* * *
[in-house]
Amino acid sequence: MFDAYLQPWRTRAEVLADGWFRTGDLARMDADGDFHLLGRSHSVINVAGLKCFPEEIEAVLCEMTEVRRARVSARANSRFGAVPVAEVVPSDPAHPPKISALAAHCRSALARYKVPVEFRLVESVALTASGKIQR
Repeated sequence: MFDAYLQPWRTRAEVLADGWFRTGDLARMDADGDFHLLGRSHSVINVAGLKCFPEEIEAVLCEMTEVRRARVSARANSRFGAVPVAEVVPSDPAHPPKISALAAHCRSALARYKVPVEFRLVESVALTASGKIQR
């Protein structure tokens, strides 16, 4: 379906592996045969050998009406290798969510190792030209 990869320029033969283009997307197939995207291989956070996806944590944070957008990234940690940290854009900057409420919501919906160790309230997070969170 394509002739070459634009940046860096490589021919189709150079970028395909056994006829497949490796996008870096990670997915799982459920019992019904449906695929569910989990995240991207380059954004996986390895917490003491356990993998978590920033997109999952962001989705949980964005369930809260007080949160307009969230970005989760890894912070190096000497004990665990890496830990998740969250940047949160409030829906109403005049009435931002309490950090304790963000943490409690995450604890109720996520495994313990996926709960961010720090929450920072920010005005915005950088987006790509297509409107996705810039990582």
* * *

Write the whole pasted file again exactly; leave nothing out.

[in-house]
Amino acid sequence: MFDAYLQPWRTRAEVLADGWFRTGDLARMDADGDFHLLGRSHSVINVAGLKCFPEEIEAVLCEMTEVRRARVSARANSRFGAVPVAEVVPSDPAHPPKISALAAHCRSALARYKVPVEFRLVESVALTASGKIQR
Repeated sequence: MFDAYLQPWRTRAEVLADGWFRTGDLARMDADGDFHLLGRSHSVINVAGLKCFPEEIEAVLCEMTEVRRARVSARANSRFGAVPVAEVVPSDPAHPPKISALAAHCRSALARYKVPVEFRLVESVALTASGKIQR
């Protein structure tokens, strides 16, 4: 379906592996045969050998009406290798969510190792030209 990869320029033969283009997307197939995207291989956070996806944590944070957008990234940690940290854009900057409420919501919906160790309230997070969170 394509002739070459634009940046860096490589021919189709150079970028395909056994006829497949490796996008870096990670997915799982459920019992019904449906695929569910989990995240991207380059954004996986390895917490003491356990993998978590920033997109999952962001989705949980964005369930809260007080949160307009969230970005989760890894912070190096000497004990665990890496830990998740969250940047949160409030829906109403005049009435931002309490950090304790963000943490409690995450604890109720996520495994313990996926709960961010720090929450920072920010005005915005950088987006790509297509409107996705810039990582």